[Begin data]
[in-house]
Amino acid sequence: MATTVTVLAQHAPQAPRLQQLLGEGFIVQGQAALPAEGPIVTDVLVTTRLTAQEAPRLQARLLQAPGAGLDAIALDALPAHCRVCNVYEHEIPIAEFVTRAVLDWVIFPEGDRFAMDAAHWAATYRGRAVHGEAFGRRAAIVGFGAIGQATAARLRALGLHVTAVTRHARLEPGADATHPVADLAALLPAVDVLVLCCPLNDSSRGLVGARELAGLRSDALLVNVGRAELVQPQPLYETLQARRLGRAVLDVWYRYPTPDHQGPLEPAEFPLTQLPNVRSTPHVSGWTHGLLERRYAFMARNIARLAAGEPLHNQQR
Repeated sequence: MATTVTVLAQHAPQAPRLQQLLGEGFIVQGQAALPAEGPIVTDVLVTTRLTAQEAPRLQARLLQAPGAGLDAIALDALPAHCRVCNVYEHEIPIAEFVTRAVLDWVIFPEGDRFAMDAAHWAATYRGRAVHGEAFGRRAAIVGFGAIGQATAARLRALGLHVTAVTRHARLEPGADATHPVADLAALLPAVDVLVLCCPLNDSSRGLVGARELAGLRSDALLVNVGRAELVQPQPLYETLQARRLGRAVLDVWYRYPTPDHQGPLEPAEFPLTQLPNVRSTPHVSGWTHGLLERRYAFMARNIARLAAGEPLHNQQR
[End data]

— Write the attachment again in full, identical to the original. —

[in-house]
Amino acid sequence: MATTVTVLAQHAPQAPRLQQLLGEGFIVQGQAALPAEGPIVTDVLVTTRLTAQEAPRLQARLLQAPGAGLDAIALDALPAHCRVCNVYEHEIPIAEFVTRAVLDWVIFPEGDRFAMDAAHWAATYRGRAVHGEAFGRRAAIVGFGAIGQATAARLRALGLHVTAVTRHARLEPGADATHPVADLAALLPAVDVLVLCCPLNDSSRGLVGARELAGLRSDALLVNVGRAELVQPQPLYETLQARRLGRAVLDVWYRYPTPDHQGPLEPAEFPLTQLPNVRSTPHVSGWTHGLLERRYAFMARNIARLAAGEPLHNQQR
Repeated sequence: MATTVTVLAQHAPQAPRLQQLLGEGFIVQGQAALPAEGPIVTDVLVTTRLTAQEAPRLQARLLQAPGAGLDAIALDALPAHCRVCNVYEHEIPIAEFVTRAVLDWVIFPEGDRFAMDAAHWAATYRGRAVHGEAFGRRAAIVGFGAIGQATAARLRALGLHVTAVTRHARLEPGADATHPVADLAALLPAVDVLVLCCPLNDSSRGLVGARELAGLRSDALLVNVGRAELVQPQPLYETLQARRLGRAVLDVWYRYPTPDHQGPLEPAEFPLTQLPNVRSTPHVSGWTHGLLERRYAFMARNIARLAAGEPLHNQQR